Chinese restaurants, and particularly one at 16 Rue Cujas in the heart of the Latin Quarter, also served as a stock exchange for the community, but they moreover brought together students, writers, and political activists from around the world. “South Americans (…) who love the exotic” went there, the Peruvian Marxist Armando Bazán recorded, as much as Antillean and West African anticolonialists and Vietnamese radicals in search of a venue to celebrate the Tết. Chinese restaurants seem to have been a hatchery of transnational anti-imperial activism in many cities: When French police sent an undercover agent to spy on the political activities of West African sailors in Hamburg in 1929, the sleuth went straight to a Chinese restaurant “in a dark and seedy alley” near the infamous Große Freiheit, as his report testified. The Indian revolutionary M.N. Roy, who founded the Mexican Communist Party in 1919, usually met with his international group of co-organizers at a Chinese restaurant in Mexico City’s Colonia Roma.
Tracing these networks, and the specific places in a city where they converged, has become much easier in recent years, owing to the changes brought about by digitalization. The growing leniency towards taking photographs in the public archives of many countries nowadays allows researchers to collect ever larger swathes of materials and, provided they are type-written, make them searchable with Optical Character Recognition technology. With a few mouse clicks it has become possible, for instance, to identify a whole series of individuals who over the course of two decades frequented a specific place. This technique also permits bridging archival cleavages that have long contributed to perpetuating historians’ methodological nationalism: Since, in the French case, different parts of the empire fell into the remit of different French authorities, whereas foreign citizens such as Latin Americans or Chinese were considered yet another category altogether, the information that the French state collected on Paris residents from overseas ended up in separate archives. This archival compartmentalization reinforced the assumption of distinct communities that barely interacted.
Although there were indeed limits to cross-ethnic cooperation, overseas students in the Latin Quarter lived literally next door to each other. Take the Rue Cujas. Ho Chi Minh walked through it on a daily basis in 1920 on his way to the Sainte-Geneviève Library, where he studied the history of colonialism. Between 1925 and 1930, the buildings with the numbers 16, 18, and 20 housed Vietnamese and Chinese servants and cooks, as well as students from Algeria, Azerbaijan, China, the Congo, Cuba, Egypt, Indonesia, Syria, Venezuela, and Vietnam. And this list includes only those who entered the radar of Parisian police for their political activism. Often textured by the turfs and theaters furnished by the French Commnist Party, interwar Paris thus developed a series of meeting places – cafés, restaurants, hostels, private apartments, libraries, headquarters of student associations, print shops, or trade union halls – that eventually formed a sort of urban anti-imperialist circuit.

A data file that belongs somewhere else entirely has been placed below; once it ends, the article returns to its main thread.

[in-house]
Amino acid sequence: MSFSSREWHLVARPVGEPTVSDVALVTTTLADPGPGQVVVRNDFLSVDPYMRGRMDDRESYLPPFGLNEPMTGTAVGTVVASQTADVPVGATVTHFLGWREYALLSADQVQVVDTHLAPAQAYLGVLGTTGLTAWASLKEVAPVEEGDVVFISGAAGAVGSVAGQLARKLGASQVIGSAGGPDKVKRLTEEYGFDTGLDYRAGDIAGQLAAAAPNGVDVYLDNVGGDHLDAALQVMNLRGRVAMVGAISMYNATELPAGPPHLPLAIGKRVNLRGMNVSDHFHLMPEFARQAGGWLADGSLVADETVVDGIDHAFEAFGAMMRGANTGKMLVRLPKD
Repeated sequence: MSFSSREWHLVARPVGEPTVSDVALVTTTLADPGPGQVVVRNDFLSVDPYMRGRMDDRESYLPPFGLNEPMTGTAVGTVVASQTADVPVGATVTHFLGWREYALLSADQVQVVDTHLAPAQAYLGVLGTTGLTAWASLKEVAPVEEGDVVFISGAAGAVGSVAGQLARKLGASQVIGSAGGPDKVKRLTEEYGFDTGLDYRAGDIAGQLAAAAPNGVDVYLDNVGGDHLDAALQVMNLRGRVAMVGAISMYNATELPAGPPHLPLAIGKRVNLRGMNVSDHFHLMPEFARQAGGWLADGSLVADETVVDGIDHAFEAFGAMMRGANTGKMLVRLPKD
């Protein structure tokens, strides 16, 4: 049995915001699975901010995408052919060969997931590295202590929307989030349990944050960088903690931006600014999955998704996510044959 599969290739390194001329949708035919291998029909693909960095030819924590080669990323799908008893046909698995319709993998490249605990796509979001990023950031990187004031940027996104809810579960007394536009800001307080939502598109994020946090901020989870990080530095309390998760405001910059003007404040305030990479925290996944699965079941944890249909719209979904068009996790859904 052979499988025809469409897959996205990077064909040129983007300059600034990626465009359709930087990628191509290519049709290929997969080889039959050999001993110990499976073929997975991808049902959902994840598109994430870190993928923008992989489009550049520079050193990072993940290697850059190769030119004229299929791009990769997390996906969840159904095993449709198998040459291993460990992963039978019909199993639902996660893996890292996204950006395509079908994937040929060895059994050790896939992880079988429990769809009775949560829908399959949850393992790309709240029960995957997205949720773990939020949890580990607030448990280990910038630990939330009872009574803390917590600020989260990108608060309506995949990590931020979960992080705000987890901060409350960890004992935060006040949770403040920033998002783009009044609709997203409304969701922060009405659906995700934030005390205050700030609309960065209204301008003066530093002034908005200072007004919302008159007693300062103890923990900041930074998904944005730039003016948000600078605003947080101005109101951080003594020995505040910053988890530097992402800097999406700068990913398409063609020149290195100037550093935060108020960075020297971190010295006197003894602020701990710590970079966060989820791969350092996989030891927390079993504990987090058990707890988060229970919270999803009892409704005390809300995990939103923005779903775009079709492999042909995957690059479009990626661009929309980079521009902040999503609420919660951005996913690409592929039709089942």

Institutionalized through political organizations, such as the Intercolonial Union, and their mouthpieces, the cross-ethnic exchange that emerged in these places lubricated the transfer of political demands from one part of the Empire to another. Communism and Soviet nationality policy writ large again helped, especially in synchronizing calls for national independence as a one-size-fits-all solution to imperial grievances. But it was no accident that demands for West African and for Algerian independence first emerged out of this Parisian milieu. After WWII, this Parisian prequel to decolonization made it much harder to isolate, say, Algeria from Vietnam. This is why, like Sam Moyn, I remain unconvinced by Frederick Cooper’s account of the contingency of imperial disintegration.
Michael Goebel is Professor of Global and Latin American History at the Freie Universität Berlin. He is the author of Anti-Imperial Metropolis: Interwar Paris and the Seeds of Third World Nationalism (Cambridge University Press, 2015) and Argentina’s Partisan Past: Nationalism and the Politics of History (Liverpool University Press, 2011).